I’d like to start by offering my congratulations to Kathryn she has certainly raised the profile of D.I.D in the UK and seems a worthy person to include her news on this blog.

Here’s Kathryn letter regarding today’s news which at long last recognises Dissociative Identity Disorder, those living with D.I.D and those working within this field.

 

I can’ t believe I’ve received a British Empire Medal in the New Years Honours. It’s an amazing honour recognising the work of First Person Plural, the charity I co-founded way back in 1997. I suspect this is the first time ever that an honours listing has cited “For services to People with Dissociative Identity Disorder”. I don’t see this honour as mine alone but for everyone involved in First Person Plural over the last 20 years and for all those who live with DID. It is a great recognition for the field of Dissociative Identity Disorder as a whole. I’ve been keeping this secret for about six weeks on the orders of the Cabinet Office. It’s a great relief to be able share widely at last. Please feel free to pass on the good news. 

 

Thank you to the FPP trustees who nominated me and special thanks to those of you who wrote supporting letters. It’s been 3 years since I was asked if I’d agree to be nominated and  at the time I said yes only because I saw the possibility of racing the profile of FPP and getting recognition for DID. I had nothing further to do with completing the nomination, so in all honesty I had totally forgotten about it. When I first opened the official letter, it took me a while to reconnect to the memory of agreeing to be nominated, so it’s contents were a big shock at first. It’s been a bit of a rollercoaster of conflicting thoughts and feelings since, but I am humbled and proud to be given this honour.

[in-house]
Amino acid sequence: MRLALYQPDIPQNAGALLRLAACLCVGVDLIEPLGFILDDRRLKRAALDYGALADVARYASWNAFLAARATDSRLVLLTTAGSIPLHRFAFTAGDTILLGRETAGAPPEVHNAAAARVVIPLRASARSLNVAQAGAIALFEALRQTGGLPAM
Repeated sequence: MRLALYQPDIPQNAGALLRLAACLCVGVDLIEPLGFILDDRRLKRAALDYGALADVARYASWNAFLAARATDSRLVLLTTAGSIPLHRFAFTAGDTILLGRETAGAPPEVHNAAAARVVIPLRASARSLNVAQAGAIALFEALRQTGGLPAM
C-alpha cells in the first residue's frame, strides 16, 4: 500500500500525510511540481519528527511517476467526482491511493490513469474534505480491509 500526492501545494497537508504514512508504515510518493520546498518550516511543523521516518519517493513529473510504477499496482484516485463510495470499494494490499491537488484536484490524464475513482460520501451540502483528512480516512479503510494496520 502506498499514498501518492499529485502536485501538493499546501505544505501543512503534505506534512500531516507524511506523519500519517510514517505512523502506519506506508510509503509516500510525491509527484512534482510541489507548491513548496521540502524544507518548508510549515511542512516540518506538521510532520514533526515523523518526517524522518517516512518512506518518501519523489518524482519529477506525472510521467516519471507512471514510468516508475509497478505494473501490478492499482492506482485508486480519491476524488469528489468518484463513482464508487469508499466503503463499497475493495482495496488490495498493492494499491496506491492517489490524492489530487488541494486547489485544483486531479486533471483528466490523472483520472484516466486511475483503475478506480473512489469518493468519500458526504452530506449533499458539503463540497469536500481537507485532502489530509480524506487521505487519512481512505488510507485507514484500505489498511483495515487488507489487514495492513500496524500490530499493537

I have no idea when I’ll actually receive the gong, I know the presentation won’t be at the palace. It’s the Lord Leuitenant of West Midlands who’ll do the deed, not royalty. But I will get an invite to a Royal garden party at Buckingham Palace during the summer of 2018. Will I have to wear a hat, I wonder? Don’t really do hats except the functional woolly winter kind😀

Anyways I’ll leave you with that amazing news for now and wish you all a Happy New Year. 

All best wishes

Kathryn xxx

 

 

Therapy and life afterwards

This past week Therapy came to an end and a life transforming journey with my psychologist that lasted 4 years  is now over and to say it exceeded my expectationa would be an understatement. Therapy has provided me with an amazing opportunity  to grow, to develop an understanding of myself and establish a greater awareness of what is important. So I thought I’d explain a little of the journey and what the future holds too.